Soluble amyloid-β aggregates in Alzheimer’s disease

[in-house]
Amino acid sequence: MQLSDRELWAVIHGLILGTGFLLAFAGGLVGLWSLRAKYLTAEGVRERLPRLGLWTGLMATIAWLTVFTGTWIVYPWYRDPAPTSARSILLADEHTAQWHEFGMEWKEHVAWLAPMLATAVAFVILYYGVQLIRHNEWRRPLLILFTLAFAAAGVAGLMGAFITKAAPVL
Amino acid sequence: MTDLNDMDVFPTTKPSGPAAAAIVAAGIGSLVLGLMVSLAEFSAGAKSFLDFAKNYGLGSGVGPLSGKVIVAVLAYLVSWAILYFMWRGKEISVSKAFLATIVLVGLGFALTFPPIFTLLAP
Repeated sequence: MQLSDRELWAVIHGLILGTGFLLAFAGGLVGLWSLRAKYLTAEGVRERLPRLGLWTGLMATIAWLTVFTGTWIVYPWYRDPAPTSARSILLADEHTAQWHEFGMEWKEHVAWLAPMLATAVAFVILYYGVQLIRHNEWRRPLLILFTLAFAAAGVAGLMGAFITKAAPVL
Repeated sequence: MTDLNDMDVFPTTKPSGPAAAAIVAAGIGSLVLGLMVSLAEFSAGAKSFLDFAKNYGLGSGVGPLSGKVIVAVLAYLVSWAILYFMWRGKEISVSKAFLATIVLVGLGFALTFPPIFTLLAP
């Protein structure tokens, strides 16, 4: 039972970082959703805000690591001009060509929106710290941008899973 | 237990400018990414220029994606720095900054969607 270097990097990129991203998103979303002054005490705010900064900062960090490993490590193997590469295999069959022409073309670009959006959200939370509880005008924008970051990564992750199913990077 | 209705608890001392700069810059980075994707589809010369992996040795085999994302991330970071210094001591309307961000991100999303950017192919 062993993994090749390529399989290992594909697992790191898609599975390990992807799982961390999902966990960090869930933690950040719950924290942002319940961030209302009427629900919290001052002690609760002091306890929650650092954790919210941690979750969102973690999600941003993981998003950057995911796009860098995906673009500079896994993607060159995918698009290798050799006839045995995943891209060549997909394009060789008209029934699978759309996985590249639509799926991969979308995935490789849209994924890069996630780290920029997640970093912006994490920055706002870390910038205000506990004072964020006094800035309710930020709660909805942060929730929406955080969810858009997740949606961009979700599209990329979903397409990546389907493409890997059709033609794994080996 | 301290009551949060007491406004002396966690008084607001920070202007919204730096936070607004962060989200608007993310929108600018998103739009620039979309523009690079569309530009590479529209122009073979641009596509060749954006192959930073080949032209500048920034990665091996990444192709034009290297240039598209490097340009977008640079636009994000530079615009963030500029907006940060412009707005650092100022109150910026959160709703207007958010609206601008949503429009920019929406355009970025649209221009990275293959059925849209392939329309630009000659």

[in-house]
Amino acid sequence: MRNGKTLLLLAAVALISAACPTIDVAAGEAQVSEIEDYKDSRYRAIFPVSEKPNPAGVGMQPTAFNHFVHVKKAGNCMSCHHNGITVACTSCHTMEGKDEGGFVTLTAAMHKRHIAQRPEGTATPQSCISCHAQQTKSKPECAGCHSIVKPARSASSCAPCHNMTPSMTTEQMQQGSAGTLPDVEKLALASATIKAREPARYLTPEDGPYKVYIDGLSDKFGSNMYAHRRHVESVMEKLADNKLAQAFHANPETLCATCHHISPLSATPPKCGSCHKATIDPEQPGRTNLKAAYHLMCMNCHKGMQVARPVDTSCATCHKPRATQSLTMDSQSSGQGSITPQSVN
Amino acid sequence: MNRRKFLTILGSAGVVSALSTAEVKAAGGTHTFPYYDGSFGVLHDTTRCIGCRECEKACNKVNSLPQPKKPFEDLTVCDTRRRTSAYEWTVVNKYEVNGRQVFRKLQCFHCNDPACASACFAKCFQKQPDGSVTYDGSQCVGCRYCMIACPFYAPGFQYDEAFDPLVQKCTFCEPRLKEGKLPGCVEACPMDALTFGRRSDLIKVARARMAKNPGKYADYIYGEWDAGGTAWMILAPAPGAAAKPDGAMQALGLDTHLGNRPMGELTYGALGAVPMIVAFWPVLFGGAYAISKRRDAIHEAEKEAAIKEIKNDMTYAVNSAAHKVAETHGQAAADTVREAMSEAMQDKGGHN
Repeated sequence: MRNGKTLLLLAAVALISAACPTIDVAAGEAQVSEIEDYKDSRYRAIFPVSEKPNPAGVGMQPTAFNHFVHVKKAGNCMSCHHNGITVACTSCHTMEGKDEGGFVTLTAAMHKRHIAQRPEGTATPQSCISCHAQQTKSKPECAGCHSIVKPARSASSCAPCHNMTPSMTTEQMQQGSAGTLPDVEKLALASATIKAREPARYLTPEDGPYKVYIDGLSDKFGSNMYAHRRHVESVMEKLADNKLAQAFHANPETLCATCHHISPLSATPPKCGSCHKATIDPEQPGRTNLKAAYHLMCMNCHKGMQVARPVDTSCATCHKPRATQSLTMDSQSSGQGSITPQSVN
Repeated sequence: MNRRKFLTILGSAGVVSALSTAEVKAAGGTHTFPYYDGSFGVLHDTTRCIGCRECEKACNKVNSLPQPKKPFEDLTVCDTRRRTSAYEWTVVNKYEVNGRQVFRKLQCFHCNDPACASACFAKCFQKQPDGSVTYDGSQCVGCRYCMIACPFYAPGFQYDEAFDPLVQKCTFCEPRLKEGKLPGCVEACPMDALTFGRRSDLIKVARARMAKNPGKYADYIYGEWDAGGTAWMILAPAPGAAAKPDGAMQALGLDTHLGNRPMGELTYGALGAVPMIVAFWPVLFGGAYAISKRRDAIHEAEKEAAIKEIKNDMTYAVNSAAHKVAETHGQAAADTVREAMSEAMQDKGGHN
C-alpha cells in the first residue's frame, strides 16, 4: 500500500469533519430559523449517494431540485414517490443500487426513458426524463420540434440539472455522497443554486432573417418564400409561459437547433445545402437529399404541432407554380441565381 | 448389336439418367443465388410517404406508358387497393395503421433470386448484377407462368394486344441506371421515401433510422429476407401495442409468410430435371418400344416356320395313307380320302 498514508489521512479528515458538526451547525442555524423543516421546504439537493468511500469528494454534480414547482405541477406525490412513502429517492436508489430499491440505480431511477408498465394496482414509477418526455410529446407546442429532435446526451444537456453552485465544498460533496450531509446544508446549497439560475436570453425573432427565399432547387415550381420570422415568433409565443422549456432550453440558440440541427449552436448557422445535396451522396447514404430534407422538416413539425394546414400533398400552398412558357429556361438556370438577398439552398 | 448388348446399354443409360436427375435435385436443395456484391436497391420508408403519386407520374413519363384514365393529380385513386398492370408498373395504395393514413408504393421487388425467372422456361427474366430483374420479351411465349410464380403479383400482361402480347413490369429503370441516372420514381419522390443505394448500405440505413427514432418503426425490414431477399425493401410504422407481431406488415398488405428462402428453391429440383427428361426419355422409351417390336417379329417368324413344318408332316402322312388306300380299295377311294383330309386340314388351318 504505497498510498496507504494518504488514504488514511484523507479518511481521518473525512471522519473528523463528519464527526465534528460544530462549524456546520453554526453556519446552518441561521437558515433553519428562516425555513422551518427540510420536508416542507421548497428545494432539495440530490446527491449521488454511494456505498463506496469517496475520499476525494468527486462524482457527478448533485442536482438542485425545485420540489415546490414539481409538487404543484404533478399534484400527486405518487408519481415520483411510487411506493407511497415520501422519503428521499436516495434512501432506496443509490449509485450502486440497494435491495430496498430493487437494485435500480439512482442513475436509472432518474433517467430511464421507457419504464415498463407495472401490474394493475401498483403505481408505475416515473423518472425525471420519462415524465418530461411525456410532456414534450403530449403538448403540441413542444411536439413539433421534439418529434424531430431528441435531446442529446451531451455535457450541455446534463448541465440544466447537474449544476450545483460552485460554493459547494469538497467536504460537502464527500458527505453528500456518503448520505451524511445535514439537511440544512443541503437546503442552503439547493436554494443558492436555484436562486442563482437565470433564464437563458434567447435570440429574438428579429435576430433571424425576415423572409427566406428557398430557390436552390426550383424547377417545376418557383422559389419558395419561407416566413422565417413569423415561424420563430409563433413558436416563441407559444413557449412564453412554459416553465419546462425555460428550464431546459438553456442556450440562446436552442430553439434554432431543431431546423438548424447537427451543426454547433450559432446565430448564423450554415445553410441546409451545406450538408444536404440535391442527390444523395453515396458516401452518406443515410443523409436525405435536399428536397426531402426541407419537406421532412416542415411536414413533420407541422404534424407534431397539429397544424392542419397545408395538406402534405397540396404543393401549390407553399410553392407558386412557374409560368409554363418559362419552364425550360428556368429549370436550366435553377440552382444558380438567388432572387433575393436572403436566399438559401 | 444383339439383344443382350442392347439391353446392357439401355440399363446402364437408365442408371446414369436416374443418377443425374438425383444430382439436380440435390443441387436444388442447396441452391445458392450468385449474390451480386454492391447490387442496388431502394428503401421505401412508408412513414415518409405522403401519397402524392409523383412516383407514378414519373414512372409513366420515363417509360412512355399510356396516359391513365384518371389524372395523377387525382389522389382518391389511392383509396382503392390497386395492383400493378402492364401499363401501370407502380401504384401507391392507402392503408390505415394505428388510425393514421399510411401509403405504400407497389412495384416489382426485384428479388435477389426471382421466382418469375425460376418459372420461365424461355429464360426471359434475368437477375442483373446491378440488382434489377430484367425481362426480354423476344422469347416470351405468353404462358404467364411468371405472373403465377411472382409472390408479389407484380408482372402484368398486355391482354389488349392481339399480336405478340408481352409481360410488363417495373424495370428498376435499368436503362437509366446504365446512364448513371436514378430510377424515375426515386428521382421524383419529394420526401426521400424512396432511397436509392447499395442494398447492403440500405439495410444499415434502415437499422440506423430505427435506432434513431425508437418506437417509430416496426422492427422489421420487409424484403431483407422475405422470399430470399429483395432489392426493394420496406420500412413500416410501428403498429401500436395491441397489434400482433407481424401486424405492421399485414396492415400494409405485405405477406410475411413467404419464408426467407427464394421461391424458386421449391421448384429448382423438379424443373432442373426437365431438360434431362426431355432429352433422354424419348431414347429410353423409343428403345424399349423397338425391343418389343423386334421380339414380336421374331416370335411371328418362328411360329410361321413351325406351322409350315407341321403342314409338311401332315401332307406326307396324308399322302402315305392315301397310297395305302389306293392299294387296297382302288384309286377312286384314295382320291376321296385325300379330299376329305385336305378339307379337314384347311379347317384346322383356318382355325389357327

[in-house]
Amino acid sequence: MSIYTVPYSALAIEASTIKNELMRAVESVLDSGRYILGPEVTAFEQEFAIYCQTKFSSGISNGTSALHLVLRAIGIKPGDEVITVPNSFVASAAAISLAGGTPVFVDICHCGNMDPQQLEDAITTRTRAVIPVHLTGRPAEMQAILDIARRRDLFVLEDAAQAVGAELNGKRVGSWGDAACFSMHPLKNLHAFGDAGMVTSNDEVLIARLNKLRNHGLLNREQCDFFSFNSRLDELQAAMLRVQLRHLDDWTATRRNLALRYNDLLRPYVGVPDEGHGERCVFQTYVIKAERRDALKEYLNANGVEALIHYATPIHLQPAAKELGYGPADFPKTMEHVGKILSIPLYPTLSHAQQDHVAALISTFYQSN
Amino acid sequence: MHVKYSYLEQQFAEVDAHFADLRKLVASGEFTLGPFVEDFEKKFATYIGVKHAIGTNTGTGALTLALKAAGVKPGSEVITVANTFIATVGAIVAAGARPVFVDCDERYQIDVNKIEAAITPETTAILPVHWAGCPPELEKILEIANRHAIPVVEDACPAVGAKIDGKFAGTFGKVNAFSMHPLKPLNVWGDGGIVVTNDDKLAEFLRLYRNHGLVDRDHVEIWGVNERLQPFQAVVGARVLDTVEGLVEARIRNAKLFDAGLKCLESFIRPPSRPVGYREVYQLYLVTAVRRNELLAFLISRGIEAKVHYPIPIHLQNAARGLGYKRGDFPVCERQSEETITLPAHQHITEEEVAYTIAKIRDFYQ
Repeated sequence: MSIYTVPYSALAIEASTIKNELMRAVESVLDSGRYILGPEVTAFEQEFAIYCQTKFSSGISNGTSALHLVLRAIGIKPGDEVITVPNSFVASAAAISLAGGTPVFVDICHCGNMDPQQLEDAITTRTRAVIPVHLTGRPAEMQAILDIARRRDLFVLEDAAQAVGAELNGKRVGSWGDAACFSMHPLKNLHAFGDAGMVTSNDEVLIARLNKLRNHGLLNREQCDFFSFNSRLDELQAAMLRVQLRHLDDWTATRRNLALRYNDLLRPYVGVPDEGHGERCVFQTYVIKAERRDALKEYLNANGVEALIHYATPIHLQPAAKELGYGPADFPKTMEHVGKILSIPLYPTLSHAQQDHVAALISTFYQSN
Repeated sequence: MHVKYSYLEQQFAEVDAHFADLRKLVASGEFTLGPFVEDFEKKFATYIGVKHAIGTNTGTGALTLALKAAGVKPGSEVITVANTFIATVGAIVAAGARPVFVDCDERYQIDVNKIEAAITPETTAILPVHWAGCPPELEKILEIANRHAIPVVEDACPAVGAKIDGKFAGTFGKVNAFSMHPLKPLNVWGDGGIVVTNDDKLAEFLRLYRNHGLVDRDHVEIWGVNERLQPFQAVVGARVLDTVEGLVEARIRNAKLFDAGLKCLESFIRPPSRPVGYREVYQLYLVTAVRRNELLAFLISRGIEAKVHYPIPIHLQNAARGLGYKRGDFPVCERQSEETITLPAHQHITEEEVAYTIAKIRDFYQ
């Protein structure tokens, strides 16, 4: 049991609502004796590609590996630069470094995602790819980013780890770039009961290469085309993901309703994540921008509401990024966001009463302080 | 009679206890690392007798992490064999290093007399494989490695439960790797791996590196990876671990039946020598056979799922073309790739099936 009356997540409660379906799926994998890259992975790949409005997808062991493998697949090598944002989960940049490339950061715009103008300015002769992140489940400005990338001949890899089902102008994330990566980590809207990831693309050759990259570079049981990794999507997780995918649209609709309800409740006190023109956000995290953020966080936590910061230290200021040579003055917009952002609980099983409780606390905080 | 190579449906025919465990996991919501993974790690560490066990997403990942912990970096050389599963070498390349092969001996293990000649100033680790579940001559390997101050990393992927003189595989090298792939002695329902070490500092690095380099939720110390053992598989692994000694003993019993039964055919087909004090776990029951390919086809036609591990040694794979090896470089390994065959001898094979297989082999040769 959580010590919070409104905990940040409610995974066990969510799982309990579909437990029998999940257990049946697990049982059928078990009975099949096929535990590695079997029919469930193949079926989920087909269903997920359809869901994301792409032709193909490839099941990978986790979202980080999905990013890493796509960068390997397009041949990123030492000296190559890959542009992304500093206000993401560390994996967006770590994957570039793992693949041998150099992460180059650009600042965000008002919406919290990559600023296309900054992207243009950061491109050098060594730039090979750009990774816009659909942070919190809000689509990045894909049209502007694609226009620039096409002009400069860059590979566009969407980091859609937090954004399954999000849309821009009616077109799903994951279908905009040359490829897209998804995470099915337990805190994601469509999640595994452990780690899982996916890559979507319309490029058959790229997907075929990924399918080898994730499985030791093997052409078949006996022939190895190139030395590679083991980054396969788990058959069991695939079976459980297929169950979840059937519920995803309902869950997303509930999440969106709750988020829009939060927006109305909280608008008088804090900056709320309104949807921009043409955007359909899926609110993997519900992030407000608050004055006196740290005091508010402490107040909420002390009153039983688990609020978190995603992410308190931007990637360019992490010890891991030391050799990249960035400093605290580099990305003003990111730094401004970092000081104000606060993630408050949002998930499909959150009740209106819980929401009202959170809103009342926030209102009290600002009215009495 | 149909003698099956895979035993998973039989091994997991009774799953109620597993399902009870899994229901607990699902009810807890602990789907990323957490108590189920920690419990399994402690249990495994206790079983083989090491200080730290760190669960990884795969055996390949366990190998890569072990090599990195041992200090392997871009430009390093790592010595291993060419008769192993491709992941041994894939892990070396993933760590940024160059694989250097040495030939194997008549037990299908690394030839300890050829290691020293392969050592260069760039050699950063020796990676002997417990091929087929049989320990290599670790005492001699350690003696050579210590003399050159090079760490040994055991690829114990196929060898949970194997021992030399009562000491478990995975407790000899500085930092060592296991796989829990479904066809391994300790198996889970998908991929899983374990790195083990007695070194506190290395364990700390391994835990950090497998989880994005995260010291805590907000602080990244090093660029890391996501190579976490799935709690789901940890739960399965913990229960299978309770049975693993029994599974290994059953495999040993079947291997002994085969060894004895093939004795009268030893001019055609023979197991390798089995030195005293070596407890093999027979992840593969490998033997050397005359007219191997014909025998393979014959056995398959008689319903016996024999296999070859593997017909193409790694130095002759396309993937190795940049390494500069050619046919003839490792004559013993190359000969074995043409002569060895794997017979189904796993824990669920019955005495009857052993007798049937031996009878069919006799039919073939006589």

Sammanfattning: Soluble oligomeric aggregates of the amyloid-β (Aβ) peptide are suggested to initiate Alzheimer's disease (AD), leading to impaired synapse signalling, widespread neuronal death and loss of cognitive functions. These aggregates seem tightly linked to disease progression, and have therefore gained much attention as potential novel disease markers. In this thesis soluble oligomeric Aβ aggregates in general, and the Aβ protofibril species in particular, have been investigated with the aim to quantify and determine their role in AD pathogenesis.Sandwich-ELISAs specifically measuring Aβ42 peptides are widely used both in AD research and as complements for clinical diagnosis. Here it was demonstrated that presence of soluble Aβ aggregates disturbs such analyses, making it difficult to interpret the results. This discovery was made through analyses of samples from cell- and mouse models carrying the AD causing 'Arctic' APP mutation. When analyzed by ELISA, Aβ42 levels were reduced in Arctic samples, in contrast to levels measured by denaturing SDS-PAGE Western blot. The same divergence in Aβ42-levels between analyses was observed in CSF samples from Down syndrome infants. The discrepancy between methods was hypothesized to be due to presence of soluble Aβ aggregates leading to impaired ELISA detection caused by epitope masking. This was confirmed by developing a protofibril specific ELISA, by which samples from Arctic cell- and mouse models were demonstrated to have enhanced Aβ protofibril levels.AD patients have reduced ELISA-measured Aβ42-levels in CSF compared to healthy controls. To test if this reduction was due to oligomeric Aβ species present in AD CSF, Aβ42-levels were analyzed under both denaturing and non-denaturing conditions. These two measures were combined and an Aβ42 oligomer ratio established. Higher ratios were found in AD patients than healthy controls, implying that Aβ oligomers are present in CSF during Alzheimer pathogenesis. The observations from AD patients and young Down syndrome individuals suggest that Aβ42 oligomer formation is an early mechanism of AD pathogenesis, which potentially could be used as a biomarker to monitor disease development.
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